Ivory Coast's decision not to repay defaulted debt until at least next year is aimed at marshalling all its resources for economic recovery, the IMF country director said on Wednesday, suggesting that markets would ultimately cheer the move.
The West African nation, which has been in default for more than six months on its $2.3 billion Eurobond, said earlier this month it would not be able to service any external debt this year and would try to resume payments only next year, causing the bond price to plunge.
Some creditors and emerging market experts warned the move by Finance Minister Charles Koffi Diby risked long-term pain by cutting it off from the markets or hurting debt relief talks.
But IMF country director Wayne Camard suggested it was needed to devote maximum resources to relaunching the economy, which is expected to shrink by at least 6 percent this year.
"When I came back to Abidjan in May, uncertainty was everywhere. Would the government be able to collect taxes? What would they be able to finance this year? ... Whether to use their limited resources to meet their debt service commitments, which were piling up," he said.
"They decided that they needed a consolidation period."
Issued only last year, the Eurobond has been in default since the end of January, after Ivory Coast missed a $29 million coupon due to a bloody post-election conflict which only ended in April, and then failed to pay another in June.
"I think that the markets would be happier with a government that missed a few coupons and made it up later and had a strong recovery, than a government which met its debt service in a timely manner but failed to relaunch the economy," Camard said.
President Alassane Ouattara, himself a former IMF deputy director, is keen to kickstart the economy and relaunch badly needed infrastructure projects held back by a decade of crisis.
Camard said things could move quickly if tax revenues pick up and sovereign donors move towards completion on debt relief. Ivory Coast was on the verge of cancelling $3 billion of official debt before the crisis, which set talks back.
France this month committed $3 billion of additional aid from mid-2012 onwards.
"That's the hope: the debt relief will come from the official creditors and ... put them (Ivory Coast) in a fairly sound position by the end of next year," he said.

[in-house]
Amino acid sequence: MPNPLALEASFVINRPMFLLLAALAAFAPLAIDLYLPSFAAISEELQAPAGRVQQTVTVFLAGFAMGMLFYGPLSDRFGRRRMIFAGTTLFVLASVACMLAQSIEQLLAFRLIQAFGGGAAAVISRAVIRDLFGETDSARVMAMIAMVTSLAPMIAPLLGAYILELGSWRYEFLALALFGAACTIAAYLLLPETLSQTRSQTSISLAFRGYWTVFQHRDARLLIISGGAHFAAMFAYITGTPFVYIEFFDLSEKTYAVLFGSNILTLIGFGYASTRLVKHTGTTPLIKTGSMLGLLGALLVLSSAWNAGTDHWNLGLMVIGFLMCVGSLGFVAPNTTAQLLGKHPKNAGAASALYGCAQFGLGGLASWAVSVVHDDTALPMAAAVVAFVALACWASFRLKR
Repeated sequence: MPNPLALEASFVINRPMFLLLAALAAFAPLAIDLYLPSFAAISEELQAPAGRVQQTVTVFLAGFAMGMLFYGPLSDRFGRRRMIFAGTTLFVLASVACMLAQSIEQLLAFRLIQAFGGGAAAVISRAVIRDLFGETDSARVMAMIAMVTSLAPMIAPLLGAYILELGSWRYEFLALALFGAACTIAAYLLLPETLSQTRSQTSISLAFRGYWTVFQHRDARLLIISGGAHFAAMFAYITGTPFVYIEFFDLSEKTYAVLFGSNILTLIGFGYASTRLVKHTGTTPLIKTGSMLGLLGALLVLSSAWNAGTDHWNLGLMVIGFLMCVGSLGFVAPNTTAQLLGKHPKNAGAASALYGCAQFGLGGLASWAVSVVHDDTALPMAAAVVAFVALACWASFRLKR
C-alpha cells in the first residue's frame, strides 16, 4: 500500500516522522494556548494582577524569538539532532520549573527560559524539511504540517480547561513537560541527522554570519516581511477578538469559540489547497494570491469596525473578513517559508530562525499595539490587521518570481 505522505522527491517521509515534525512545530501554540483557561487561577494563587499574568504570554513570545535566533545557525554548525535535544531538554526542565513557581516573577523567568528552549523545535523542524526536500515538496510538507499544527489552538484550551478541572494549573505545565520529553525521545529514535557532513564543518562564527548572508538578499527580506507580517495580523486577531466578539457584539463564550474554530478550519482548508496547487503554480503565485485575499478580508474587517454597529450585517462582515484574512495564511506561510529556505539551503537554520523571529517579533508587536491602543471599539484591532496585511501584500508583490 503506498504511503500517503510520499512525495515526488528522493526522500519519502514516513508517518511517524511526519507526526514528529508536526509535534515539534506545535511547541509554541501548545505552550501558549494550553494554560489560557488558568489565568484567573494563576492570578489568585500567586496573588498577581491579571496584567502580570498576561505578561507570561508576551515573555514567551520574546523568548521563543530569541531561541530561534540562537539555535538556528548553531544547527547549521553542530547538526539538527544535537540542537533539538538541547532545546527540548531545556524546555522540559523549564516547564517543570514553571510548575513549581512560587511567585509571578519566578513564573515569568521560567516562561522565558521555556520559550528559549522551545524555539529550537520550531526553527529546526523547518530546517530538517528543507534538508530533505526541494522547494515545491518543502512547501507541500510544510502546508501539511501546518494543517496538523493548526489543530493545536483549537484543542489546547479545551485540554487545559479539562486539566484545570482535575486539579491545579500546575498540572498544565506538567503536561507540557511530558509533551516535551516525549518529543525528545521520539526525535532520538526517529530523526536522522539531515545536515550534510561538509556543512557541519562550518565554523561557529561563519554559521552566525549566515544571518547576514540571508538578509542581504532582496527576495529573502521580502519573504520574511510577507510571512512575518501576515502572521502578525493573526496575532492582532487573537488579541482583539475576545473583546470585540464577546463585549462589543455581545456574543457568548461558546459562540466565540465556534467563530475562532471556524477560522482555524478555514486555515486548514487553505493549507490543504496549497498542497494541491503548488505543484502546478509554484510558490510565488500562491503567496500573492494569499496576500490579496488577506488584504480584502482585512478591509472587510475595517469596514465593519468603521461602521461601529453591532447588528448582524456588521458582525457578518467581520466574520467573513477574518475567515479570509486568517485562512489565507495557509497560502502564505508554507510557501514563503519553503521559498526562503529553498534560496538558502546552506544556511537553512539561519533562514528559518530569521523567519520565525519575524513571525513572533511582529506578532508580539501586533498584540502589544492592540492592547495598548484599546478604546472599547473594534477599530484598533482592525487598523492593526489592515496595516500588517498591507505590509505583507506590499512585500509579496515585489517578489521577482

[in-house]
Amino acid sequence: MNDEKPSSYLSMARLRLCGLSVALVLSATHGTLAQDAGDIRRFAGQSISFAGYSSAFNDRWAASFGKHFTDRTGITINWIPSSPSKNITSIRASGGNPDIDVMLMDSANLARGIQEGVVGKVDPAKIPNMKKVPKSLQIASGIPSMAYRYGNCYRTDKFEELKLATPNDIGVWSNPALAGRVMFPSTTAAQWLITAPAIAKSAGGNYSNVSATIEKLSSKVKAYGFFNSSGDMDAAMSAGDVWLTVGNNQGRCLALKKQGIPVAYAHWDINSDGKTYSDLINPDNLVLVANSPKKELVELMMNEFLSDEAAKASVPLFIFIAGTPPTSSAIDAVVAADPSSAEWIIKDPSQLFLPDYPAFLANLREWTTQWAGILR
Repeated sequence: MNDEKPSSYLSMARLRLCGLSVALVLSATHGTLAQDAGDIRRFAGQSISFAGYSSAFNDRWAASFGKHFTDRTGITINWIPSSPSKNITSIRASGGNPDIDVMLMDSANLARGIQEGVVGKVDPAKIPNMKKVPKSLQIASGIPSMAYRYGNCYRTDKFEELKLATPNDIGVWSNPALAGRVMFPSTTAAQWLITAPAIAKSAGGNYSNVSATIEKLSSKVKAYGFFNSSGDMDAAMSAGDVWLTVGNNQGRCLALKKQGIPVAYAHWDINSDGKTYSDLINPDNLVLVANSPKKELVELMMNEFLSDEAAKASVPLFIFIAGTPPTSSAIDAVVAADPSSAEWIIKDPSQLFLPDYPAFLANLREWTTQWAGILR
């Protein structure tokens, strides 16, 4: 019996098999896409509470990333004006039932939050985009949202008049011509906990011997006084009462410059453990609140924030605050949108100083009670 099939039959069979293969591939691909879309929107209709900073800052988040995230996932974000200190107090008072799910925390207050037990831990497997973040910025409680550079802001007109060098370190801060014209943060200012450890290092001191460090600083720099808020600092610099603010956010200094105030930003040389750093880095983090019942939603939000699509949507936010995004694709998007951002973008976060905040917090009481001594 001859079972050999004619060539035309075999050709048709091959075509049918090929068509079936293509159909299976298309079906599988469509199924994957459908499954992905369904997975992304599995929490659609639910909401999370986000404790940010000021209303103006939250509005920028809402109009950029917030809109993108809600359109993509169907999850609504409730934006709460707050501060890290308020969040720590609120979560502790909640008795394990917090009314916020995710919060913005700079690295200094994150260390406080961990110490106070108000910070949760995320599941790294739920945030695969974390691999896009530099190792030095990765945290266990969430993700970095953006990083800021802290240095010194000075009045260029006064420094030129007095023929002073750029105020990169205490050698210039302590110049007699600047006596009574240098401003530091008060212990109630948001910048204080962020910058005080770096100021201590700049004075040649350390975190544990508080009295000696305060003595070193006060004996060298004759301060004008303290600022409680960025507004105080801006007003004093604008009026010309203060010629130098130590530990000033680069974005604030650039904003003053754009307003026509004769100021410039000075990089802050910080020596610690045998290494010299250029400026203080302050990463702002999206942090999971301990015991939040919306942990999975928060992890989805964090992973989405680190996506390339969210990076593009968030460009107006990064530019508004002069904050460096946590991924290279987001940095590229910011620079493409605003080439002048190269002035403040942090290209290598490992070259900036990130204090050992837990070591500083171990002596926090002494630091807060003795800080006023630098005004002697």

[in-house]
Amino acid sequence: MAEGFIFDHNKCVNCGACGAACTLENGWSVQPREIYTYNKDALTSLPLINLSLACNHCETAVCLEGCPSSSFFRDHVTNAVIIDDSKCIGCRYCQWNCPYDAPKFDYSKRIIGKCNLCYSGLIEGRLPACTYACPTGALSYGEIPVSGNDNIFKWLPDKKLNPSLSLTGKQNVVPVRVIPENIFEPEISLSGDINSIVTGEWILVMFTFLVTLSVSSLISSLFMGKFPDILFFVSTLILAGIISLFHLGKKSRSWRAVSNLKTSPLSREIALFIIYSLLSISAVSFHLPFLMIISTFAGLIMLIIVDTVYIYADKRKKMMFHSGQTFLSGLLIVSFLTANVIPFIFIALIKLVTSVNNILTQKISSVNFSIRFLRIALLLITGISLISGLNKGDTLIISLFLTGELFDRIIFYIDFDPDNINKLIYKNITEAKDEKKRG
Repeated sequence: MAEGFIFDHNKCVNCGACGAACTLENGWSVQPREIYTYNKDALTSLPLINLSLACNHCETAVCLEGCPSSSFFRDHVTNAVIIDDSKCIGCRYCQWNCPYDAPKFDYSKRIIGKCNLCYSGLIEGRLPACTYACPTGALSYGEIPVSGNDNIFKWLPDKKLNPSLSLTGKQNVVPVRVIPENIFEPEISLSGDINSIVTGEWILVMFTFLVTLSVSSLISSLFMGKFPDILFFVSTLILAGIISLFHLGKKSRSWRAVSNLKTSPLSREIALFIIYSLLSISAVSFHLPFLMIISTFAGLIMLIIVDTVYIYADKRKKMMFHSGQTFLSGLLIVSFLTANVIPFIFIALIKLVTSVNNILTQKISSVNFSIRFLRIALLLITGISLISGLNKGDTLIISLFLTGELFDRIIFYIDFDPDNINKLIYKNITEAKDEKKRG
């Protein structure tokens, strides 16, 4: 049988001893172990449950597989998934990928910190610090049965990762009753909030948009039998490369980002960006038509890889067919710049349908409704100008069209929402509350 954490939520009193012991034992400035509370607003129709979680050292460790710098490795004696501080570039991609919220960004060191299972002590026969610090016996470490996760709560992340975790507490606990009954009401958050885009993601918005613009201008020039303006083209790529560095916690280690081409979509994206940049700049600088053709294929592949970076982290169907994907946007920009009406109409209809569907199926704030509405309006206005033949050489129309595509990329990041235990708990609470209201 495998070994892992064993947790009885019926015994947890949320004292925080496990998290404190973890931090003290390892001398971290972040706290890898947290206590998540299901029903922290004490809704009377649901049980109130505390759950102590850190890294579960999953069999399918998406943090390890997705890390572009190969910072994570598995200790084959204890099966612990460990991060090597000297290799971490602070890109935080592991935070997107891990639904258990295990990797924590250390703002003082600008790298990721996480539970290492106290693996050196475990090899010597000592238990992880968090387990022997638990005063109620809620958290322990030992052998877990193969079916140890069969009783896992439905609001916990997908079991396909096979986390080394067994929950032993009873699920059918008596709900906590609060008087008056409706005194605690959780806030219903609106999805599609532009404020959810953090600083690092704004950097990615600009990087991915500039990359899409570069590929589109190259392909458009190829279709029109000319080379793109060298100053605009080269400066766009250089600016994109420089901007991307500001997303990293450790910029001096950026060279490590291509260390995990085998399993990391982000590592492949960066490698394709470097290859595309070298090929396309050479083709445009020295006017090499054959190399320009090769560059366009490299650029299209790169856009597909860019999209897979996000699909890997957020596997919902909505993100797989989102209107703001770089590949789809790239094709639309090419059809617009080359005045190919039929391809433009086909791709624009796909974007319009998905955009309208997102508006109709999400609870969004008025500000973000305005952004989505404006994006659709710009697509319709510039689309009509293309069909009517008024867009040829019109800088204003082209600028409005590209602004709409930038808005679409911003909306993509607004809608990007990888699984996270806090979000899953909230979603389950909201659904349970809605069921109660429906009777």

But he added that repayment of missed coupons may come before that, possibly early next year.
The state newspaper on Wednesday reported that tax receipts totalled 284 billion CFA francs by July 25, a third higher than expected. Camard said that was encouraging.
The deficit this year would be roughly 8.5 percent of GDP, "and most of that is foreign-financed," he said.
The government forecasts the economy will shrink 6.3 percent this year, but Camard said much of that decline was because of the crisis which ended with the arrest of former incumbent Laurent Gbagbo in April, so it was "water under the bridge".
He said industrial production was half its normal level in April, but in May it was up to 95 percent of the 2010 level.
"That's a good indication that businesses are back and the economy is starting to move again," Camard said. "A lot of businesses have gone under and won't come back, but next year will start to look more like a normal year."
The largely foreign-owned banks made large losses during the crisis when a liquidity crunch forced them to shut down, and Camard said donors like the International Finance Corporation were looking into injecting capital by buying up shares in them.
That would help government finances because banks were the main buyers of treasury bills, he said. But he warned:
"The budget situation in donor countries is very difficult. They (Ivory Coast) may not be able to count on the kind of financial assistance that they could in other circumstances."